Peer knowledge modeling in computer supported collaborative learning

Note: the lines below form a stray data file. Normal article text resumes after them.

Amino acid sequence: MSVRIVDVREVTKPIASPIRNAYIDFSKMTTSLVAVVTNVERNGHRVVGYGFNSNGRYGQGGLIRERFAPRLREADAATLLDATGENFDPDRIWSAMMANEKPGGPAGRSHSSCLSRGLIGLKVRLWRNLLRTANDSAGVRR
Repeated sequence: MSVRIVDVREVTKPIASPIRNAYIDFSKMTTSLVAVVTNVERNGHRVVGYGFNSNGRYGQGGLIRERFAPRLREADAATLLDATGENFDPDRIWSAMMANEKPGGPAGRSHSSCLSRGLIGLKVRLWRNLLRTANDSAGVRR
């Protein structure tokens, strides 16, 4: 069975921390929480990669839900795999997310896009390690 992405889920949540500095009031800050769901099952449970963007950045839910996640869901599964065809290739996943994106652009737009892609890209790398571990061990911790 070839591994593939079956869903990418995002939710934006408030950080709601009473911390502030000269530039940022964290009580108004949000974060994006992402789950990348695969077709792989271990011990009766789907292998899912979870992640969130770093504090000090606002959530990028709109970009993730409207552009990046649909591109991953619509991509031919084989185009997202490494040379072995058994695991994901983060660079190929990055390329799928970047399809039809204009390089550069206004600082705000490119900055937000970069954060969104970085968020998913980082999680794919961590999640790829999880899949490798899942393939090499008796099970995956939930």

Learners benefit from collaboration because it triggers effective interaction processes such as externalization, elicitation and negotiation of knowledge. In order to communicate effectively, learners need to have a certain representation of their peers' knowledge. We refer to the process of building and maintaining a representation of the peers' knowledge as peer knowledge modeling. The present thesis aim at making contributions to the fields of computer support collaborative learning and work (CSCL, CSCW) on three main levels. First, as an empirical contribution, we investigate the process of peer knowledge modeling in the context of CSCL. Our main research question inquires the effects of a socio-cognitive support, providing co-learners with cues about their peer's prior knowledge, on collaborative learning outcomes and processes. In an empirical study (the KAT experiment), university students (N=64) participated in a remote computer-mediated dyadic learning scenario. They were provided (or not) with a visual representation of their partner's prior-knowledge level through a Knowledge Awareness Tool (KAT). Results showed that the KAT enhances co-learners' collaborative learning gain. This effect appears to be mediated by the positive effect of the KAT on participants' accuracy in estimating their peer's knowledge. Analyses on the process level showed that participants of the KAT condition produce more elaborated utterances. KAT condition dyads' interactions are more focused on knowledge negotiation, whereas the control condition dyads are mainly focused on task completion. The KAT seems to provide a sensitizing metacognitive support, structuring and regulating the collaboration by helping co-learners to cope with their knowledge gaps and discrepancies. Second, as a methodological contribution, we examine the affordance of dual eye tracking techniques as an innovative methodology to investigate, on a deeper level, the socio-cognitive processes underlying collaboration. We introduce DUET (DUal Eye-Tracking), a method using a multimodal technique to collect rich data featuring peers' synchronized gaze patterns, verbal interaction and potentially activities. We examine the main research applications of DUET and exemplify them with analyses conducted in the context of the KAT experiment. DUET method appears to be a promising technique to investigate collaborative processes on a deep level. Finally, as a third computational contribution, we built upon micro-level analyses of the verbal referencing process to introduce and test REGARD, a computational model allowing to automatically detect verbal references and locate the specific object of reference. The results of the test show a reasonably good accuracy of the REGARD algorithm to detect and associate verbal references to objects of reference. We discuss the design and research application of the REGARD model for the field of CSCL, CSCW and more generally HCI.


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